John Densmore, co-founder and drummer of the Doors, filed suit against former band members Ray Manzarek and Robbie Krieger in Los Angeles Superior Court on Tuesday, charging that a tour organized by the pair represents a breach of contract and trademark infringement.
On the tour, due to play the Universal Amphitheatre on Friday, Stuart Copeland, formerly of the Police, substitutes for Densmore, and Ian Astbury, formerly of the Cult, stands in for singer Jim Morrison, who died in 1971. The filing cites misleading advertising and promotion of the new group as the Doors without the consent of Densmore and the estates of Jim Morrison and his widow, Pam Courson.
For The Record
Los Angeles Times Thursday February 06, 2003 Home Edition Main News Part A Page 2 National Desk 9 inches; 336 words Type of Material: Correction
Drummer's name -- An article in Wednesday's Calendar about a lawsuit involving the rock group the Doors misspelled the first name of drummer Stewart Copeland as Stuart.
For The Record
Los Angeles Times Saturday February 08, 2003 Home Edition Main News Part A Page 2 National Desk 14 inches; 520 words Type of Material: Correction
The Doors -- An article in Wednesday's Calendar about a lawsuit involving members of the rock group the Doors mistakenly referred to Pam Courson as Jim Morrison's widow. She was his longtime girlfriend but they were never legally married.
"This has been brewing for a month, ever since the first ad for the amphitheater came out in the Los Angeles Times," Densmore said. "It was identical to our first album cover -- and our original logo appears on Stuart Copeland's bass drum, which makes me sad and hurt. While I admire Stuart and Ian as musicians, the Doors are John, Ray, Robbie and Jim ... just like John, Paul, George and Ringo are the Beatles. When Maurice Gibb died, his two brothers said they'd continue playing -- but not under the name Bee Gees, out of respect for the band's legacy. The only concession Ray and Robbie are making is changing the name to the Doors: 21st Century, which is obviously not enough. I've gotten calls for tickets from friends and fans on the assumption that I'm playing."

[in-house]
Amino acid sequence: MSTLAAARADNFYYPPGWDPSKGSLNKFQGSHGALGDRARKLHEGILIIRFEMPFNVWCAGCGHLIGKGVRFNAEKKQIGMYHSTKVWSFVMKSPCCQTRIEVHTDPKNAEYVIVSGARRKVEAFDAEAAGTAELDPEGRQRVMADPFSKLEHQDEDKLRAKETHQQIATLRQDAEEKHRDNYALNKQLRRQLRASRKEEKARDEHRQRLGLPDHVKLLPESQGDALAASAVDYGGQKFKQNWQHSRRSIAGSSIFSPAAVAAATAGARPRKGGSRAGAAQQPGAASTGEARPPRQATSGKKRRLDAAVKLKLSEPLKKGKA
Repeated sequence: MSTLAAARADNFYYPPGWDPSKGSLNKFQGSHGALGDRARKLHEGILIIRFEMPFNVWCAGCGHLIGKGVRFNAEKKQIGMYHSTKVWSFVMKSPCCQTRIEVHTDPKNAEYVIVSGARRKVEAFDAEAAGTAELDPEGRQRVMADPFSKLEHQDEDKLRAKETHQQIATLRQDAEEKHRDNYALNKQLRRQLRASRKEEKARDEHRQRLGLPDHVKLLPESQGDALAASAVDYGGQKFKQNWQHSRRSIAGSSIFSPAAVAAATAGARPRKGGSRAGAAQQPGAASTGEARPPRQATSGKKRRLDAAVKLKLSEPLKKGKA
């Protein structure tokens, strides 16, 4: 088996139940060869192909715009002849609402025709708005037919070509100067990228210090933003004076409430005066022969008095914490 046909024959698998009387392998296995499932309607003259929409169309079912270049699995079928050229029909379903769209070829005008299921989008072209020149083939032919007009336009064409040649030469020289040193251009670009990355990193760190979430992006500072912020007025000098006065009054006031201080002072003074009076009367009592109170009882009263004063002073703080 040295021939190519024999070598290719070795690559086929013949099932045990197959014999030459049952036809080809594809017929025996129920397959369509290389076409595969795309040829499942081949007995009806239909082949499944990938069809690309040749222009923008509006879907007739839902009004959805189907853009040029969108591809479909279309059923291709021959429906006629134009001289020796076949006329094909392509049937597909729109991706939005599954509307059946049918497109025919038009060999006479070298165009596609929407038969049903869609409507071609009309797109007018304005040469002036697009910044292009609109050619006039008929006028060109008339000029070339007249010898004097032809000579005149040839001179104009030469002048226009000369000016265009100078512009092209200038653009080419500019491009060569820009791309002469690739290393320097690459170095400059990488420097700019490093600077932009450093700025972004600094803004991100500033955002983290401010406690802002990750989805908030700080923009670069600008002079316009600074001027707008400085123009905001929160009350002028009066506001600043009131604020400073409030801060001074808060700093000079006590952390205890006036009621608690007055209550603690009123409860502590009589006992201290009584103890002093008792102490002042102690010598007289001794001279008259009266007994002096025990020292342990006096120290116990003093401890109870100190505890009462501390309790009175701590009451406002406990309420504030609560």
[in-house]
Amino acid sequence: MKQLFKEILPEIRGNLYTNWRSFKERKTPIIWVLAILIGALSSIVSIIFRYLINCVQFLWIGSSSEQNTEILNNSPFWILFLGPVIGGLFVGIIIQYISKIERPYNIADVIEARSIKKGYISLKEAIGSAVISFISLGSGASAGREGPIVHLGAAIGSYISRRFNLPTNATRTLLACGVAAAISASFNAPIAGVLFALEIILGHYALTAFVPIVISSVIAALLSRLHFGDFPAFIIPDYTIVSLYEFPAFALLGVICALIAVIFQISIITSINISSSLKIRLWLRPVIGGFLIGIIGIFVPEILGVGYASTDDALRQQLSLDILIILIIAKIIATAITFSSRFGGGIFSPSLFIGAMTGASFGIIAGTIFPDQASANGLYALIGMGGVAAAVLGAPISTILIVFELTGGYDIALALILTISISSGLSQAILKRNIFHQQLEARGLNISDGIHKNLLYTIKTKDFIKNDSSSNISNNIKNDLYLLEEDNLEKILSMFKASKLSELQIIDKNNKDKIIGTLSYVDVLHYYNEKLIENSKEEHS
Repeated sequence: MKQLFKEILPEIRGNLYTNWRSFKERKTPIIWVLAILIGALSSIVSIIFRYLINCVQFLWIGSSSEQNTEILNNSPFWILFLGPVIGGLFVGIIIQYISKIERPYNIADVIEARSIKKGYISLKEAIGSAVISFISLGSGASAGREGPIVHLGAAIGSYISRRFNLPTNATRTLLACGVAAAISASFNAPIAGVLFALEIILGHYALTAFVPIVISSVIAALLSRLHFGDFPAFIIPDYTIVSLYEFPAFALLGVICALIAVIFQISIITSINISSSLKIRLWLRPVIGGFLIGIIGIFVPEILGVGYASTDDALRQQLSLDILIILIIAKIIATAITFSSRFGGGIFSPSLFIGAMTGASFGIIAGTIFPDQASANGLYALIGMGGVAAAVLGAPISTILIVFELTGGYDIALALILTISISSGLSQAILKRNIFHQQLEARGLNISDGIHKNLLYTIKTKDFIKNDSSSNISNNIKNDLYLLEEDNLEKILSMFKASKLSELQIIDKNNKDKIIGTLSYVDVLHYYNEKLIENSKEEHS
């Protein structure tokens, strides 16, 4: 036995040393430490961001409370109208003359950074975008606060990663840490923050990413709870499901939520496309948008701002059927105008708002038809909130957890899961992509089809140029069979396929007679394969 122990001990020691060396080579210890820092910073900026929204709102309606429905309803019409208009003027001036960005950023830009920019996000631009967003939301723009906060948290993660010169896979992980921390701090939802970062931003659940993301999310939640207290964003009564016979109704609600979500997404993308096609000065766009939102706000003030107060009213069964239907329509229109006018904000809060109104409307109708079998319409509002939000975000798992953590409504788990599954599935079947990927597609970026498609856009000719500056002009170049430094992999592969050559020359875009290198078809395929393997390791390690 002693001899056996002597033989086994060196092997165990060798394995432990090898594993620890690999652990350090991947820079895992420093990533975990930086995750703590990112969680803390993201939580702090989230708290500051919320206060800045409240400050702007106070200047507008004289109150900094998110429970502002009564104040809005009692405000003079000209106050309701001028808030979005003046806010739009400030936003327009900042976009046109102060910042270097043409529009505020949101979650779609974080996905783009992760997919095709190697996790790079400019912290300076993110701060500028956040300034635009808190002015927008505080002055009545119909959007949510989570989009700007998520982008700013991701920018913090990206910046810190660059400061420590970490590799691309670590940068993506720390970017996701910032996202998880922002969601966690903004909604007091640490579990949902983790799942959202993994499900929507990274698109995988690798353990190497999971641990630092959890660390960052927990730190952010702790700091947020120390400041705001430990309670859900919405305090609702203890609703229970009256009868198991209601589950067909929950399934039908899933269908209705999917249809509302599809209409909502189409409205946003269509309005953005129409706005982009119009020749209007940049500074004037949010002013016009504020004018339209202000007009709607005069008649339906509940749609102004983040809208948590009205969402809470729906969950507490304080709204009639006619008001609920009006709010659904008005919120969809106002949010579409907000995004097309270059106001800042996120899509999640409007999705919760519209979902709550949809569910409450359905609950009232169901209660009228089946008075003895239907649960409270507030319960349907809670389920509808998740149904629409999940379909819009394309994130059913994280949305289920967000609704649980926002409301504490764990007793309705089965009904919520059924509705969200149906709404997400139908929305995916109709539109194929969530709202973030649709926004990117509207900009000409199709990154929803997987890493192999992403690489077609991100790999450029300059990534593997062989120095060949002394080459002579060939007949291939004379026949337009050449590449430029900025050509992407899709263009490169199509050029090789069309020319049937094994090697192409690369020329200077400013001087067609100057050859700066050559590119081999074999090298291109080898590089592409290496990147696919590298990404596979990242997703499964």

A representative of the Doors: 21st Century said Tuesday, "We have no knowledge of this situation and we have no comment at this time."
Densmore's attorney, Jerome Mandel of Mandel & Norwood, says that Densmore's reputation has been harmed by the implication that "he was not, and is not, an integral part of the Doors," one of the classic Los Angeles rock bands from the 1960s whose hits include "Light My Fire" and "Touch Me."
According to the complaint, the group -- which was elected to the Rock and Roll Hall of Fame -- had previously agreed to make joint business decisions and share in all revenues. Copeland and Astbury are also named in the legal action, which seeks public clarification and punitive damages to be determined.
Densmore was set to perform with the tour but backed out for health -- and philosophical -- reasons. Two years ago, he injured his ears on a TV special and he's been suffering from tinnitus, or ringing in the ears. Although he had largely healed by September, when the band played its first gig at California Speedway in Fontana, the drummer didn't like the format. He was uncomfortable having one singer perform all of Morrison's songs rather than sharing them among the band members. And when he subsequently read a review of the concert that quoted Manzarek as saying that Astbury and Copeland were permanently aboard, he said, he felt he had been, in effect, publicly fired.